As John made plans to build a more permanent medical clinic, his efforts took a turn when he discovered orphan care in Haiti wasn’t quite what he thought it was. He found out that 80 percent of the children in orphanages were what they called “economic orphans.” These were children who had a living parent or relative who could physically take care of them, but financially were too poor to do so. Because of that, the families gave up the children for adoption.

“That troubled us,” John said. “We were discouraged by the idea that families would be giving their children up for economic reasons and sending them to orphanages when they weren’t technically orphans. We determined we wanted to focus on the root of the problem—economic issues—and began working towards orphan prevention.”

They identified a three-prong process to stabilize family units, so families could afford to keep children in their homes and not be tempted to give them over to orphan care. The first prong was job creation, to help lift them out of poverty. The second was education, something only available to children in orphanages or to families who paid for a private education; Haiti has no public education. The third prong was to continue to pursue the healthcare part of their project. Once they expanded the strategy, they renamed the initiative to the Hope Community Project.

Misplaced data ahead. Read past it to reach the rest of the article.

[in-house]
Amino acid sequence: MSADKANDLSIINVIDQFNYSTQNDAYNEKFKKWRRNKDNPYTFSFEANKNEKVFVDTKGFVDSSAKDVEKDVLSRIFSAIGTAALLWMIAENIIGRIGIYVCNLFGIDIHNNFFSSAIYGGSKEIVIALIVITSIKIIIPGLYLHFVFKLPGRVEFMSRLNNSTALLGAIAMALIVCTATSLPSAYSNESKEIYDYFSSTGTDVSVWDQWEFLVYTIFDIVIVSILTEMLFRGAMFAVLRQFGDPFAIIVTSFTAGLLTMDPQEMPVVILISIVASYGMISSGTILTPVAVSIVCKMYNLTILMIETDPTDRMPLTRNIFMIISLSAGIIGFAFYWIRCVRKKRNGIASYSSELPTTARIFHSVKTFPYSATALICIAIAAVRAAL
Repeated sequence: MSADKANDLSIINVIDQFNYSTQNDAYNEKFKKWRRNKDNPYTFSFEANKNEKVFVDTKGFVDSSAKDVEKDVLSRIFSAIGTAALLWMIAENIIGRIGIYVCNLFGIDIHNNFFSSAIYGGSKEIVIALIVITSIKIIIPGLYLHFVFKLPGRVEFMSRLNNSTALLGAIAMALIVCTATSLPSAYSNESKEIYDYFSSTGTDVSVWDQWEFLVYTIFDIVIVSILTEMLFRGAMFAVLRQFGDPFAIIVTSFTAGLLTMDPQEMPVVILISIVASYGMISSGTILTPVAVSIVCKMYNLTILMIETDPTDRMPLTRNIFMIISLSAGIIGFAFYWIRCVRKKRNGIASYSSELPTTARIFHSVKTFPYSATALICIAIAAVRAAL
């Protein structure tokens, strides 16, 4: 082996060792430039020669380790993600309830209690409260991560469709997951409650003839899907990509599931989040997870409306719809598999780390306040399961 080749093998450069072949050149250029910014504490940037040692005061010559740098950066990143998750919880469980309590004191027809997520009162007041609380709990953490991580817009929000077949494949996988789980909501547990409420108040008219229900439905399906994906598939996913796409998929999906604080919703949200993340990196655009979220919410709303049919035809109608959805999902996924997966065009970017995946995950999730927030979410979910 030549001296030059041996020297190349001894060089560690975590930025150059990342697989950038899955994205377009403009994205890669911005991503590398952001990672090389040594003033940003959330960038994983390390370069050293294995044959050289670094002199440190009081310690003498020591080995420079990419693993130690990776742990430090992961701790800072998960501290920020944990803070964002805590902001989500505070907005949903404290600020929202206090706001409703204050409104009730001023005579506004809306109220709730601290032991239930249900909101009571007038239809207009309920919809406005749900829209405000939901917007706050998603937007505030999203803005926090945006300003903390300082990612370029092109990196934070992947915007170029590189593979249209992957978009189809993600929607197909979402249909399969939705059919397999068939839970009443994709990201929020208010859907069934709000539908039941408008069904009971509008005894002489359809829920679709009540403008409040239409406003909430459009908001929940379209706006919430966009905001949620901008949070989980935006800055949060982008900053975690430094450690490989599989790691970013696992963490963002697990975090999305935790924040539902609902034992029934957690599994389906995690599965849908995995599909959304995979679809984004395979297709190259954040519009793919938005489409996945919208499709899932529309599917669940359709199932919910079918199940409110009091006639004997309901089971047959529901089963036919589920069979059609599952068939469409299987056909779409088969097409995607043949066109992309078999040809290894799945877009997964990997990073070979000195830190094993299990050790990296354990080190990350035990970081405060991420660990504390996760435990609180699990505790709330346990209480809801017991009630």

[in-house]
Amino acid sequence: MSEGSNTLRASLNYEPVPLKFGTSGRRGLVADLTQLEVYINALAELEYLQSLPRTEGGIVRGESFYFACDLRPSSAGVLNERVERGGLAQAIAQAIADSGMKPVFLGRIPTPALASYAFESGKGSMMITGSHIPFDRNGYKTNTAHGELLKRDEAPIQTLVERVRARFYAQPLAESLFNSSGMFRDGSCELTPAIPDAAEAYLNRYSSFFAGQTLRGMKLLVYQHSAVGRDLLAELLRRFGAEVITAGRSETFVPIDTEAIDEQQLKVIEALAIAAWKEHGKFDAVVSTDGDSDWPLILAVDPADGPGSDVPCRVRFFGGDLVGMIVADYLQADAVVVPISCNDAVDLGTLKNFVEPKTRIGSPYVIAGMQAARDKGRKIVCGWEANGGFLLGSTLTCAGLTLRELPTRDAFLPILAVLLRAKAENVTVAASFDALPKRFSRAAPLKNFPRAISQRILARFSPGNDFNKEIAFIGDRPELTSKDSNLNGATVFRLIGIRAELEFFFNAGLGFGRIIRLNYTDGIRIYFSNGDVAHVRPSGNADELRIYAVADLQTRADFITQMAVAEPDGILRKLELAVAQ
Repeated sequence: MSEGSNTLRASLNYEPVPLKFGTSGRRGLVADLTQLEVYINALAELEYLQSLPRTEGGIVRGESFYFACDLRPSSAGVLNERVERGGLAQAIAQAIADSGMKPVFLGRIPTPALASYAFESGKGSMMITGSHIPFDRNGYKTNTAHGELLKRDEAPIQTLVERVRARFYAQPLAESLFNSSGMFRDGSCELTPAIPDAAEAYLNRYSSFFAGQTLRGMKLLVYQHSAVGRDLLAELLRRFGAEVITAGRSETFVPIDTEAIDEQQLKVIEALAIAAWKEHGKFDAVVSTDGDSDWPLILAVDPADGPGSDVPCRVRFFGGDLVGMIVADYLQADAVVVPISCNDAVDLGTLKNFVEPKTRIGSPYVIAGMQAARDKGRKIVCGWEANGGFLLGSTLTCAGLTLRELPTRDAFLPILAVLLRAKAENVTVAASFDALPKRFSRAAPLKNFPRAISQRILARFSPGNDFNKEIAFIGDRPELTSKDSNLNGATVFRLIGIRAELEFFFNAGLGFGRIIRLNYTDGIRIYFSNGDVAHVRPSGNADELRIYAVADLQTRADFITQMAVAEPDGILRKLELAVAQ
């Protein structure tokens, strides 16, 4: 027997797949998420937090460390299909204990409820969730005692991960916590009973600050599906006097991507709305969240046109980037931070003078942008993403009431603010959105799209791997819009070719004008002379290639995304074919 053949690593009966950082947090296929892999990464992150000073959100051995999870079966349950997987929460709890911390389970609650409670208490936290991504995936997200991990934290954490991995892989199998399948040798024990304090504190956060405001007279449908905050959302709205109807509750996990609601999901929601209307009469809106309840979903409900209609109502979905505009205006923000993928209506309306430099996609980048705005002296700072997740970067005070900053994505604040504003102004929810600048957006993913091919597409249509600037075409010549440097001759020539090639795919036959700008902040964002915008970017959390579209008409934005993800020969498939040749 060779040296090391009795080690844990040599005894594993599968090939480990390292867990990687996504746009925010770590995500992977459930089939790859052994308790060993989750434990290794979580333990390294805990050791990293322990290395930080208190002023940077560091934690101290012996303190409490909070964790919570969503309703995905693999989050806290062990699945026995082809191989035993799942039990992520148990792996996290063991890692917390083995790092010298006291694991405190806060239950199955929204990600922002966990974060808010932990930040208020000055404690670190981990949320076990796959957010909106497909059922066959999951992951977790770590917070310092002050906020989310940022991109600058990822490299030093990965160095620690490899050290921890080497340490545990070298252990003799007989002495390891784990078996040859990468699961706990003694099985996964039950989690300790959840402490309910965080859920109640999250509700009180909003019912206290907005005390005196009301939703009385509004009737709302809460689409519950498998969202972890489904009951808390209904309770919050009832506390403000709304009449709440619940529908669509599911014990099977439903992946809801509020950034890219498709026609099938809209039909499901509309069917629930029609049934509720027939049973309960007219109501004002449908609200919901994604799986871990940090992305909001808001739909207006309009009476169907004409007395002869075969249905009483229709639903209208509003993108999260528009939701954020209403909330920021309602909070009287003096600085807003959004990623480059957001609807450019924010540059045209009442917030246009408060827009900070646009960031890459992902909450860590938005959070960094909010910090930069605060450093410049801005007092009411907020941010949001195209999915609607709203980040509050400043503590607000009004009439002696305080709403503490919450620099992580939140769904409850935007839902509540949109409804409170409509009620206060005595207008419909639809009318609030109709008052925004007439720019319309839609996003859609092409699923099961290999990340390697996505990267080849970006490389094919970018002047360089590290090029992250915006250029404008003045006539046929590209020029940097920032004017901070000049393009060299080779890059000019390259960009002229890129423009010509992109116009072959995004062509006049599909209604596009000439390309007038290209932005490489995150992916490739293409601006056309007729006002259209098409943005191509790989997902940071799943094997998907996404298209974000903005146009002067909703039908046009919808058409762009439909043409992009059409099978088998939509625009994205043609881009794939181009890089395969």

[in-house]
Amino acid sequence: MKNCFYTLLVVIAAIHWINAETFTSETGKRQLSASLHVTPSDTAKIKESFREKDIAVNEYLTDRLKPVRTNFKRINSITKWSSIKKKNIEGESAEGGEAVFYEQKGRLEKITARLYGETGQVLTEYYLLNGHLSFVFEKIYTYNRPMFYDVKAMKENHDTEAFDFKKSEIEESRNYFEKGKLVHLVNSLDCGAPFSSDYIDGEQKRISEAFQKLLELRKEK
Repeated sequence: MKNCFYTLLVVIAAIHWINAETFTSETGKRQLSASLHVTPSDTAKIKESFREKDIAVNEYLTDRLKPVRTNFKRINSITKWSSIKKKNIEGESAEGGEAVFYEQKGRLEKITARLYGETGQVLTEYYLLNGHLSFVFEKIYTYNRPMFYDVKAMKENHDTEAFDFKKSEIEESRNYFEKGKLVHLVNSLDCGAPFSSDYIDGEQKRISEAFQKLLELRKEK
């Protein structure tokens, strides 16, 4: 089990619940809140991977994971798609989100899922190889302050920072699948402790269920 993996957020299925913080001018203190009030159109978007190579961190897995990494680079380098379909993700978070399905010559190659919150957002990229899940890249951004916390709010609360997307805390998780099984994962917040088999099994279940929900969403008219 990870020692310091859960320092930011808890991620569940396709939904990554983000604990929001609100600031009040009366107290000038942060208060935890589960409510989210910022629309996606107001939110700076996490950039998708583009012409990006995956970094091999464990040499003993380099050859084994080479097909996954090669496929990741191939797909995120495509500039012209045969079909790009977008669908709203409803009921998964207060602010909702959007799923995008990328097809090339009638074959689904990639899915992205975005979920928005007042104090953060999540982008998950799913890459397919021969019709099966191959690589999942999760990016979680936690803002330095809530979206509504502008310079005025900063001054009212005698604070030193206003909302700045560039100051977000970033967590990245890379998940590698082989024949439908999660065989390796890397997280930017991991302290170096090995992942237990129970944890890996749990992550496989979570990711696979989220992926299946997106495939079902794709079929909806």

“And that’s pretty much where we are today. Just recently, we secured a piece of land where we will be building our permanent medical clinic and housing our job creation program,” explained John. “Up until now, we’ve been renting and leasing properties. We’re going to aggregate everything on that piece of land in the community we’re working in and grow our programs there.”